Buying bikes or related products at Wally World and such big places does cost less...in the short run. Actually in the very short run, I'm talking parking lot short! Don't believe me? Try taking that new bike for a ride in the parking lot right after buying it without fiddling with it. People I know have seen these bikes end up in bike shops merely hours after being bought and the money saved was spent on adjusting and fixing what was wrong with it.

You have to realize that very few of these big chain stores have qualified mechanics on staff and if they actually do it's by a fluke, not on purpose. Bikes are actually assembled by hired crews that are paid by the unit, so they have every reasons to go fast. Quality is not the main issue here. I play a game with my kids when we go at these stores to try and find the mistakes on the bikes while my wife is shopping for decoration stuff. Brakes and pedals assembled backwards are just the tip of the iceberg, I can just imagine how well the brakes and shifters are adjusted!

All these things will not happen at a bike shop and if they do, you can be sure that a qualified mechanic will take care of it right away. Your new bike should also come with a 6 month free adjustment package. Buying cheap tools is also a waste of your time and time is money.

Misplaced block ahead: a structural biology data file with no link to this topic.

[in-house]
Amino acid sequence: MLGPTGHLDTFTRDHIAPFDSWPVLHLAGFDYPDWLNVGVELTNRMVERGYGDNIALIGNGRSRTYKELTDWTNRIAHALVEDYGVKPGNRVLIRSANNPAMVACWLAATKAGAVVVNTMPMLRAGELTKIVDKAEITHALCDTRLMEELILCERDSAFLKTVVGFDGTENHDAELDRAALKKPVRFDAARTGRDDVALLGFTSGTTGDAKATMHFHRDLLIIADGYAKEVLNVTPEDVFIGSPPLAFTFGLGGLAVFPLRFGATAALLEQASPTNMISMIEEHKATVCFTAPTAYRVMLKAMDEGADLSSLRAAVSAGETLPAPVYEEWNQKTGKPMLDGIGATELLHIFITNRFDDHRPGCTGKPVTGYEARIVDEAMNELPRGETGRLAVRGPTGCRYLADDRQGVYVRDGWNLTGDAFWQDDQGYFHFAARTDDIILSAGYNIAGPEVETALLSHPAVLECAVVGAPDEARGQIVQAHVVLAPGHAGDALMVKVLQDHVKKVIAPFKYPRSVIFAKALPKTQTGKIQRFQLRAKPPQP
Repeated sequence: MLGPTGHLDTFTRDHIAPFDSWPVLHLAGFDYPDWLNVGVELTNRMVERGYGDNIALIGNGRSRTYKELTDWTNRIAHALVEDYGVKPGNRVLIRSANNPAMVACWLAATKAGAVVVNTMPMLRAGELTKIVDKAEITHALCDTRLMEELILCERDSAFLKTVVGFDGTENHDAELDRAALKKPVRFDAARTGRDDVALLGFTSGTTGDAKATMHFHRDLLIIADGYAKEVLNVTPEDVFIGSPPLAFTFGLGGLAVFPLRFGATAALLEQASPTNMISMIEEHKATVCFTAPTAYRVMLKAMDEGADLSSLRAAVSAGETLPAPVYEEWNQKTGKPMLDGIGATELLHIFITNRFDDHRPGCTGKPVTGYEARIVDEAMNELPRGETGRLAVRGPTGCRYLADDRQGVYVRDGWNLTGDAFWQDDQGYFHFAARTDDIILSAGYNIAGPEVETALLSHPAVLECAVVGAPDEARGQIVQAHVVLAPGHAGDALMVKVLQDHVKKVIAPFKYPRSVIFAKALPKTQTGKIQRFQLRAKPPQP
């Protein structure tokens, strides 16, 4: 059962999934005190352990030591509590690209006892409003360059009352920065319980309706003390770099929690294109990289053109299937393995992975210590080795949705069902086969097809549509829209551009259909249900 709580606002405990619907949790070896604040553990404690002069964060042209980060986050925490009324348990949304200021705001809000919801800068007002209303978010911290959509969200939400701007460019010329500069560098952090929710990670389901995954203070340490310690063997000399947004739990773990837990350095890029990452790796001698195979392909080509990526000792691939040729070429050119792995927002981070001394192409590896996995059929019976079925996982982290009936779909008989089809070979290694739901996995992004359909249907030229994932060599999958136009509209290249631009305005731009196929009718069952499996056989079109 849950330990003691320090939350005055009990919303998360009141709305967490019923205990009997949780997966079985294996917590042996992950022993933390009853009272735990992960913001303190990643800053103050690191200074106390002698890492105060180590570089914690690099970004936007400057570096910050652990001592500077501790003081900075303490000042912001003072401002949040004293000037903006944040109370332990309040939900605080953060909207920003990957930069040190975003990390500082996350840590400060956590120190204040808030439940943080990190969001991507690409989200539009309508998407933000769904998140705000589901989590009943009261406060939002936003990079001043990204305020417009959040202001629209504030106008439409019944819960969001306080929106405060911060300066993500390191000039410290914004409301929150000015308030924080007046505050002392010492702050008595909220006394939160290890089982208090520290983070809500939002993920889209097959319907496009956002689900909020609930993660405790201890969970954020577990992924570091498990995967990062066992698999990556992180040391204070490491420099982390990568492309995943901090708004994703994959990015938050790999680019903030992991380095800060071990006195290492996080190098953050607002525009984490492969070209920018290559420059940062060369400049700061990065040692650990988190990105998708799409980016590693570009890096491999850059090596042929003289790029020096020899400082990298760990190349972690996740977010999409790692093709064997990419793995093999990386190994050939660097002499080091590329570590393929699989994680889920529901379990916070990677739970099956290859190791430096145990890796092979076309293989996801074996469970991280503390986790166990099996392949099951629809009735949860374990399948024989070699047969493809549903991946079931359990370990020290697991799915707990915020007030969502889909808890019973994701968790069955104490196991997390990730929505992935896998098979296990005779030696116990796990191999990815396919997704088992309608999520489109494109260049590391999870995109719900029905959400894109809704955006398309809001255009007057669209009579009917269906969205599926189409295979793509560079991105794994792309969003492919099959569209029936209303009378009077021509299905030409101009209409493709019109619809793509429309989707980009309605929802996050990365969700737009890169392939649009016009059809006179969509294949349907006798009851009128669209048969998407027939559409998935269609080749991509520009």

Buying at a local professional bike shop is smart and economical. Buy the good stuff and pay only once. You'll also develop a relationship with the people there that will last for years.

That's my .02 on the economy.

Until next time, ride safe and Godspeed.

Gerry :)

Wednesday, April 01, 2009


It's not a little thing like a coronary that's going to keep me back from some R&D on my latest Sport Utility Bike project...all right it does make me go a bit slower I'll admit.

So once the frame extension is in place, I had to install the rear derailleur and chain. In this case about two chains and a half compared to a regular bike. All that chain and the places where it is supposed to run is an invitation to slapping around and grinding some frame paint! This is where chain management comes into play.

This is one of the first things you learn, by force of necessity, when building homebuilt recumbents. The chain is a lot longer and runs through a whole bunch of funky places, it needs to be guided along. In our case, it's a pretty simple case of slightly guiding the chain and giving it some extra tension. For that purpose I use hard plastic hose made for underground lawn sprinklers. It can be found at the local hardware super store and I bought mine at $10 a few years ago for a roll of 100 feet.